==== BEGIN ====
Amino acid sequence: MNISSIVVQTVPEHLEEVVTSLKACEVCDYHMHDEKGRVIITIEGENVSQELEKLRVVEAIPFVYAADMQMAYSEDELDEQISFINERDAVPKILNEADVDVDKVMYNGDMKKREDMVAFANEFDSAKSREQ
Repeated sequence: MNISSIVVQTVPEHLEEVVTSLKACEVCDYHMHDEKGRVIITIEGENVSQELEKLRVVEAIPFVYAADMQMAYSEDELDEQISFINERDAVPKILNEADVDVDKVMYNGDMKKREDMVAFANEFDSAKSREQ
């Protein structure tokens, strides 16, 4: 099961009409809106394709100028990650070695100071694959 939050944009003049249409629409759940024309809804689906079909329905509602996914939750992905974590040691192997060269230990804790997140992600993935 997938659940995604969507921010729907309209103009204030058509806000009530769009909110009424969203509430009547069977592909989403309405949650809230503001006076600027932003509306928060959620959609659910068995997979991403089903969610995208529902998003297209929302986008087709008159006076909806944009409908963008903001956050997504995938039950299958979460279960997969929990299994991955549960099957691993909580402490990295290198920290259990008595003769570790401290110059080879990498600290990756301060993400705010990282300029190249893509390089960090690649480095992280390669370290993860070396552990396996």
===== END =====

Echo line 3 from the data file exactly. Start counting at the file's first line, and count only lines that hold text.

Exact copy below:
């Protein structure tokens, strides 16, 4: 099961009409809106394709100028990650070695100071694959 939050944009003049249409629409759940024309809804689906079909329905509602996914939750992905974590040691192997060269230990804790997140992600993935 997938659940995604969507921010729907309209103009204030058509806000009530769009909110009424969203509430009547069977592909989403309405949650809230503001006076600027932003509306928060959620959609659910068995997979991403089903969610995208529902998003297209929302986008087709008159006076909806944009409908963008903001956050997504995938039950299958979460279960997969929990299994991955549960099957691993909580402490990295290198920290259990008595003769570790401290110059080879990498600290990756301060993400705010990282300029190249893509390089960090690649480095992280390669370290993860070396552990396996």